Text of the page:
10. Report and recommend.


The reasoning is two tablespoons of the additives call for 500ml of water. Repeating the experiment with 2.5 tablespoons of the same amount of water gives a reasonable estimation of how additives affect the boiling point of water.

Tools and Technologies


 Granulated white sugar

Table salt

 Glass Bowls


 Stove (Natural Gas)

 Kitchen Timer (minutes and seconds)

 Kitchen Thermometer (Degrees Fahrenheit)

 Measuring cups


 Independent variable: the amount of additive added to water, temperature at boiling point

Dependent variable: The time taken to reach the boiling point.

Controlled variables: the amount water, the temperature setting of the stove, Normal atmospheric pressure

Threats reduction to validity

By thoroughly washing all the equipment between additives and then rinsing everything in cold tap water, the experiment assures that contamination or temperature differences won't interfere with the results.

Using the same heating unit of the stove every time controls for any discrepancy between the dial setting and the actual heat produced


The hypothesis in this experiment was that impurities such as sugar and salt increase the boiling point of water.

Process of Data Collection

The time taken to attain the boiling point of water was measured for both sugar and water. Each additive was tested twice and the results averaged. The table below shows the results obtained.

Data Table: Effect of Additives on boiling point of water


First Made Time

Second Made Time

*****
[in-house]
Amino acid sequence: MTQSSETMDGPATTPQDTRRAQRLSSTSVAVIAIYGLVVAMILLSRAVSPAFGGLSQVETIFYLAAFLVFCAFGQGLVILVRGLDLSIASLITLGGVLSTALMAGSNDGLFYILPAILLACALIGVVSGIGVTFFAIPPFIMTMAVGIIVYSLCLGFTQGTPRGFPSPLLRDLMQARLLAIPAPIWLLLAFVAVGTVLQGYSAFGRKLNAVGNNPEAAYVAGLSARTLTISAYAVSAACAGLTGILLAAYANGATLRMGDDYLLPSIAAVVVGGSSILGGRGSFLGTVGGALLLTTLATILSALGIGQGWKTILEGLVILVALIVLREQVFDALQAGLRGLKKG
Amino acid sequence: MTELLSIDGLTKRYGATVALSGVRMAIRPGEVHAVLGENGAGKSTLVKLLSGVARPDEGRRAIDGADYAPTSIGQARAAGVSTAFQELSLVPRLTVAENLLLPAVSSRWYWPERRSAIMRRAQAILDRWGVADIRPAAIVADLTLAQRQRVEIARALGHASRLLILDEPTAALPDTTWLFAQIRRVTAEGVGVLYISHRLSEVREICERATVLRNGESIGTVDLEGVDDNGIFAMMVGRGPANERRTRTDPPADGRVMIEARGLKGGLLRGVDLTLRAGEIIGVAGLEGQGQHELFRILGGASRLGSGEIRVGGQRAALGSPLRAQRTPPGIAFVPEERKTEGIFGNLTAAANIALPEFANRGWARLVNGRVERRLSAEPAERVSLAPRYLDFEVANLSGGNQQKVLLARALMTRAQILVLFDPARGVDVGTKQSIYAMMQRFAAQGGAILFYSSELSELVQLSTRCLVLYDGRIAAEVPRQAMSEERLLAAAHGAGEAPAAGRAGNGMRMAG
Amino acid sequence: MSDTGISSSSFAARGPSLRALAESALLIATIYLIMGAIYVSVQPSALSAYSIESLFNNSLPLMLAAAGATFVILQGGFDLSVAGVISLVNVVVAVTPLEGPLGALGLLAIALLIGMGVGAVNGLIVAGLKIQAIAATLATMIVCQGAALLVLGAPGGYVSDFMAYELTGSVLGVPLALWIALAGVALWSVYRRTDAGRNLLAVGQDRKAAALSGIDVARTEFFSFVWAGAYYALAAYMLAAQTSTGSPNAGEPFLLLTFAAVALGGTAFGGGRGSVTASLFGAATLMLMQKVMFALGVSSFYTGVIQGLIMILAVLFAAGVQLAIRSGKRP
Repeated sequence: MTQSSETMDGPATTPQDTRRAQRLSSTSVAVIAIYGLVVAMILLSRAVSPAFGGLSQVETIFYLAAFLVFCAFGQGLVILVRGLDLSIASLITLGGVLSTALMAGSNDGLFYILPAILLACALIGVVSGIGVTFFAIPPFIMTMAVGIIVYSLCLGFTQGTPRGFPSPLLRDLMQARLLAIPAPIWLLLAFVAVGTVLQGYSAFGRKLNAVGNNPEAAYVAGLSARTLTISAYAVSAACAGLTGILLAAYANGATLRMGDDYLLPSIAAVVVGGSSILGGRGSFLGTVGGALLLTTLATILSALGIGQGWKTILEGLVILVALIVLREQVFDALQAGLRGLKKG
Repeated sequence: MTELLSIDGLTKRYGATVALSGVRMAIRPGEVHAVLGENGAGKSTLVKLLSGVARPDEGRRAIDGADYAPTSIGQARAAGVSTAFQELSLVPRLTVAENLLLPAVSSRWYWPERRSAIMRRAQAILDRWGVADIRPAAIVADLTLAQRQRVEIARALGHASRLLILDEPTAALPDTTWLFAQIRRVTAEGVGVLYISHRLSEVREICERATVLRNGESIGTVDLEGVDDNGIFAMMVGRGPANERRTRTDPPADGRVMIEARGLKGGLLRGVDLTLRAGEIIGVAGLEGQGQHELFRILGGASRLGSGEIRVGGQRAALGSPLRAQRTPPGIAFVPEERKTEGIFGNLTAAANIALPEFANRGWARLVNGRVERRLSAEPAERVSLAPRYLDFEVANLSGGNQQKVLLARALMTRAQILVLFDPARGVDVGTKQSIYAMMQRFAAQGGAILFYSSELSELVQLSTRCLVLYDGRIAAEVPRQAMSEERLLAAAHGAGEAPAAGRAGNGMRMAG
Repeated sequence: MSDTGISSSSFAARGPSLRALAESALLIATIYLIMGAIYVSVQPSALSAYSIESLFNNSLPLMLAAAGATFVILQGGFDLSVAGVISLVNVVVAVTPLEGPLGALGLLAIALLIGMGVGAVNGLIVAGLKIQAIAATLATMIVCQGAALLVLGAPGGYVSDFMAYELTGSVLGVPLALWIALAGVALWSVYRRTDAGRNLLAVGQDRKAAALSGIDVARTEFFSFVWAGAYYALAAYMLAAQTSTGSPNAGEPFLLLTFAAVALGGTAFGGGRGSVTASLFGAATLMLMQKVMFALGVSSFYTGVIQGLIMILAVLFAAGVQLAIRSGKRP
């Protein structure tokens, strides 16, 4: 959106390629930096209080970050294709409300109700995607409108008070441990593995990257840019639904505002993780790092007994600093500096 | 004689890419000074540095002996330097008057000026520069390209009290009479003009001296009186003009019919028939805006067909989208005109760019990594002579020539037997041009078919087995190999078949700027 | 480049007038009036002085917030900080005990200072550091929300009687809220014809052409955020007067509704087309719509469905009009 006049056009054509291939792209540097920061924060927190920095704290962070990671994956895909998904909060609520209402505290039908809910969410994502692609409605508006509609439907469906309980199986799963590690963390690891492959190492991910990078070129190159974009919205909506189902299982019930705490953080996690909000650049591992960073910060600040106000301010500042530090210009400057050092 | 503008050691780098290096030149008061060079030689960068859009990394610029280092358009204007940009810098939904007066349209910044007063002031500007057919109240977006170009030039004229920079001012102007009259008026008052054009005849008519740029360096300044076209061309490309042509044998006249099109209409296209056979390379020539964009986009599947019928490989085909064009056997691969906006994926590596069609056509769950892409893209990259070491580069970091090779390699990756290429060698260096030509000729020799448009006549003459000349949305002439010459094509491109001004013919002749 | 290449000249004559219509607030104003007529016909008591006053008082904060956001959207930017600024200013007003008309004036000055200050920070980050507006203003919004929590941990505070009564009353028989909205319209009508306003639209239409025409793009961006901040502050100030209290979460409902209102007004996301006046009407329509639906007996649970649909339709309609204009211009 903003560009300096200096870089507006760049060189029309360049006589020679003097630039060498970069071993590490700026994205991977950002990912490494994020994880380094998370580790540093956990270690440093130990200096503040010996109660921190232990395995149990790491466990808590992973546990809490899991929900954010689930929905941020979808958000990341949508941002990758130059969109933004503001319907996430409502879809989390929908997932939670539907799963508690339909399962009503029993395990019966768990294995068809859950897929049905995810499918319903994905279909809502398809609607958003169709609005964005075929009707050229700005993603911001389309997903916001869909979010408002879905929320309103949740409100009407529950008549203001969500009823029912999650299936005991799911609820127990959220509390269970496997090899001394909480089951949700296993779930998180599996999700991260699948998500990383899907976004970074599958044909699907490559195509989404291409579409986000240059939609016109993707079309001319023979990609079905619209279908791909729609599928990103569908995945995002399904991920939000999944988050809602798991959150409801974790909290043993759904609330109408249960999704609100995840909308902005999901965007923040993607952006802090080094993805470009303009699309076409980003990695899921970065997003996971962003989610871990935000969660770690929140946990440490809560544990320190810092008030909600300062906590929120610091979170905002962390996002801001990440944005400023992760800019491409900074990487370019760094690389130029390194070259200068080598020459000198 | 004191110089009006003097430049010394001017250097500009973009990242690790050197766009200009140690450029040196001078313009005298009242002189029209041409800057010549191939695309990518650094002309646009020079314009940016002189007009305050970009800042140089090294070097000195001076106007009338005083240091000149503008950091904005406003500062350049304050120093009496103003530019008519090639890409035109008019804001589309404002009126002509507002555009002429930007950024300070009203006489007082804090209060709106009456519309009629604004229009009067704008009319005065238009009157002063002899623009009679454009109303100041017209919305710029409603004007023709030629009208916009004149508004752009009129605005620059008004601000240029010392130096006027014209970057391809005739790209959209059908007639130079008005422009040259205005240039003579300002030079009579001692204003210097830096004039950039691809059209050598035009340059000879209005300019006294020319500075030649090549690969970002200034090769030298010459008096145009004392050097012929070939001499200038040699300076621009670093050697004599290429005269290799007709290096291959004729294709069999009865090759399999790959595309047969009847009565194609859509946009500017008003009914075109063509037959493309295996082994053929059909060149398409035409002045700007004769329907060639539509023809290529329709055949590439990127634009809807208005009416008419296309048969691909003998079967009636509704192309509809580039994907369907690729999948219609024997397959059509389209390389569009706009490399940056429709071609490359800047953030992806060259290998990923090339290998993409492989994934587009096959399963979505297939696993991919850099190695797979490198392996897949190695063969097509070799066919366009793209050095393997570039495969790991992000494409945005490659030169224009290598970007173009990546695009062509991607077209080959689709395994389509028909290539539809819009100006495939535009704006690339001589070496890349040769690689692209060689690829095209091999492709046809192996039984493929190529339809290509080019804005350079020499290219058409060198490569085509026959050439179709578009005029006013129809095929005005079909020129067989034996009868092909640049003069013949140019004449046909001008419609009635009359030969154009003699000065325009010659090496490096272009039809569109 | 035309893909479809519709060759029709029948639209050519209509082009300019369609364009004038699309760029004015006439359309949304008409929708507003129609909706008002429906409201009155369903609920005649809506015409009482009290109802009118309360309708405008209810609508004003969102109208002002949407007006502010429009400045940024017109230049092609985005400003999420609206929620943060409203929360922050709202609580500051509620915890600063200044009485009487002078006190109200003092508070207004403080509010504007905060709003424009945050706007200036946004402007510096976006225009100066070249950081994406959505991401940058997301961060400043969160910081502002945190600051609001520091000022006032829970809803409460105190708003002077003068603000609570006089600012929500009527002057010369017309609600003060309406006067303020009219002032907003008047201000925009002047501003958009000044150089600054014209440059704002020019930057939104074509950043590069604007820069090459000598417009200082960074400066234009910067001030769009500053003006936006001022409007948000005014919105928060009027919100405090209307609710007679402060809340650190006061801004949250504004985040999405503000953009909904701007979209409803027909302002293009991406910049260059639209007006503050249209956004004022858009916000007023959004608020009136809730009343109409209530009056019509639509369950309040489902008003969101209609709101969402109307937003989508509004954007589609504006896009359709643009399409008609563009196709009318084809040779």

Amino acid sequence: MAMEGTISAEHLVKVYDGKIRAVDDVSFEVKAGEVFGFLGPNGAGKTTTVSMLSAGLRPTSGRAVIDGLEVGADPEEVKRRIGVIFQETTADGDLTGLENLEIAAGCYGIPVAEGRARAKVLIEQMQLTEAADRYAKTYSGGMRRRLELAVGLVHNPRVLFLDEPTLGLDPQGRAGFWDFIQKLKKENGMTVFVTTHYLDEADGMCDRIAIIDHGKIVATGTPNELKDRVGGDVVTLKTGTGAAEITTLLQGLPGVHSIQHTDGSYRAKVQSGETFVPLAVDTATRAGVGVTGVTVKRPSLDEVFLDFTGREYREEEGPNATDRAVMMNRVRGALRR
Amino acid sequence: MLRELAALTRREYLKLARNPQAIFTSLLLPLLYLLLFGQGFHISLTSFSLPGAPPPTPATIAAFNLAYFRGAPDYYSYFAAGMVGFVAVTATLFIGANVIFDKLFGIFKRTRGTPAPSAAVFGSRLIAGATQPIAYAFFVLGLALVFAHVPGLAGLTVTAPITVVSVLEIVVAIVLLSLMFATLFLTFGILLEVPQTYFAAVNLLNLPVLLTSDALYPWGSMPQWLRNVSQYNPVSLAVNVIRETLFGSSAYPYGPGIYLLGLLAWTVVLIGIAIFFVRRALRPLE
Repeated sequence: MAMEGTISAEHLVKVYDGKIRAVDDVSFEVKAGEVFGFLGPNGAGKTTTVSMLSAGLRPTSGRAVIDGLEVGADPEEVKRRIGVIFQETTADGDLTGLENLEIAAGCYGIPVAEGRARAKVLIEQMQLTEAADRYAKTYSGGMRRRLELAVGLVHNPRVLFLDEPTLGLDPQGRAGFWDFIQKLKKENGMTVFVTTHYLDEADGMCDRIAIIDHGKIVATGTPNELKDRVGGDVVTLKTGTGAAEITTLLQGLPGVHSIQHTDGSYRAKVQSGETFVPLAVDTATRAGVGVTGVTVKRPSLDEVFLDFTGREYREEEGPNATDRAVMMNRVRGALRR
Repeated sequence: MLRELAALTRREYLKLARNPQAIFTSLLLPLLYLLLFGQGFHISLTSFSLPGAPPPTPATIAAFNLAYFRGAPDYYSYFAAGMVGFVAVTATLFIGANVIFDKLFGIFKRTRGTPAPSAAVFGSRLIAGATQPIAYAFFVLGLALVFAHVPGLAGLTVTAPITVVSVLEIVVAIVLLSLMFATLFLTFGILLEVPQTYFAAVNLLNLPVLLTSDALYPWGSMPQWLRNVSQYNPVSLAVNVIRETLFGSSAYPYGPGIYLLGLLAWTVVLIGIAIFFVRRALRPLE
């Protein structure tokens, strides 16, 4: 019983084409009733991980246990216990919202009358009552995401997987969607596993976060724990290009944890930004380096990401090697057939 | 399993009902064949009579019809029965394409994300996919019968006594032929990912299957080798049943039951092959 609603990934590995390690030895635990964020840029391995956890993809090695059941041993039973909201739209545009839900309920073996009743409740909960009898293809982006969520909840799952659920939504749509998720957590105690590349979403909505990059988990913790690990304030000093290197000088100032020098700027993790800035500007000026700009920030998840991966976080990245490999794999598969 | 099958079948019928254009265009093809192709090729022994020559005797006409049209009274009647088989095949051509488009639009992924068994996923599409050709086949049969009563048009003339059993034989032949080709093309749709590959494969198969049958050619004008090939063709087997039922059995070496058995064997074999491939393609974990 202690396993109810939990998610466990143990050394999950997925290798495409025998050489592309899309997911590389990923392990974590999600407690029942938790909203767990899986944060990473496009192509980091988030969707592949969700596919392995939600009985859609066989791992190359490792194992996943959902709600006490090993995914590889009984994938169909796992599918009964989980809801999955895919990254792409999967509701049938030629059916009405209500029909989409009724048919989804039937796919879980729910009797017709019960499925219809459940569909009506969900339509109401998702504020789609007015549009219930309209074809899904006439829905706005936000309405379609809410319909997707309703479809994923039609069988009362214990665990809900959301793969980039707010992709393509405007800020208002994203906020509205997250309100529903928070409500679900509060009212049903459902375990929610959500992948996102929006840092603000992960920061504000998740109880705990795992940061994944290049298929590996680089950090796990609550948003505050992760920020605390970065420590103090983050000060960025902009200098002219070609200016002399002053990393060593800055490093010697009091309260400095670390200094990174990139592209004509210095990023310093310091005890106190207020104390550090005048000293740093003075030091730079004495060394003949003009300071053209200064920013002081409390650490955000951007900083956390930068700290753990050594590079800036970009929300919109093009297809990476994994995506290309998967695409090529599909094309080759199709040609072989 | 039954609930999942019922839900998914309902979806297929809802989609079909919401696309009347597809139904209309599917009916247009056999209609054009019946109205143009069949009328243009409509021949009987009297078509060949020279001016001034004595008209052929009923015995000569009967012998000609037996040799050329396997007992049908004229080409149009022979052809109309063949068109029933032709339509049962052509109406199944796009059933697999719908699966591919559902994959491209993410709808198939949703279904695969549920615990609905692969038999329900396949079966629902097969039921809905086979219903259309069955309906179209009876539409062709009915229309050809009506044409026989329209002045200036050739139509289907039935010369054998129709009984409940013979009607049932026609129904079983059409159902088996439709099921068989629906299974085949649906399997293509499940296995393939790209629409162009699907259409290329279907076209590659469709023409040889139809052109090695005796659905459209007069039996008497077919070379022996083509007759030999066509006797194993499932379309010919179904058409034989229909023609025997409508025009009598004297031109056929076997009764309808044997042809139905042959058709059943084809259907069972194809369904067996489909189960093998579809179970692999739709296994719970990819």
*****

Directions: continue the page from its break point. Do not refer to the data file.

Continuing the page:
Average Time

Pure water




2 teaspoons sugar




2.5 teaspoons sugar




2 teaspoons salt




2.5 teaspoons salt





The chart shows time taken for water to boil increases with the addition of sugar and salt. Pure water boils at 100 degrees in 3.6mins. However, as the chart shows when two tablespoons of sugar has been added the time increases to 4.25mins and 3.95mins for the same amount of table salt.

Conclusion and Confirmation of Hypothesis

The results shown above confirm that addition of additives such as sugar and salt increases the time taken for water boiling point to be reached. Increasing the concentration of the additives also increases the time taken to boil. A highly concentrated sugar solution will take more time to reach the boiling point than a less concentrated solution. In conclusion, such additives can be efficiently used in car cooling systems as they keep the heat at low levels hence enhancing the engine capacity.


Pilson, M. E. Q. (2013). An introduction to the chemistry of the sea. Cambridge: Cambridge University Press.

United States. & United States. (1997). Pressure suppression containment system for boiling water reactor. Oakland, Calif: United States. Dept. of Energy. Oakland Operations Office.

Watson, P. J., Tuzinski, P. A., & United States. (1992). Study of zeta potential for material particles in chemical additive solutions. Washington, D.C: U.S. Dept. of the Interior, Bureau of Mines.

October 05, 2023



Scientific Method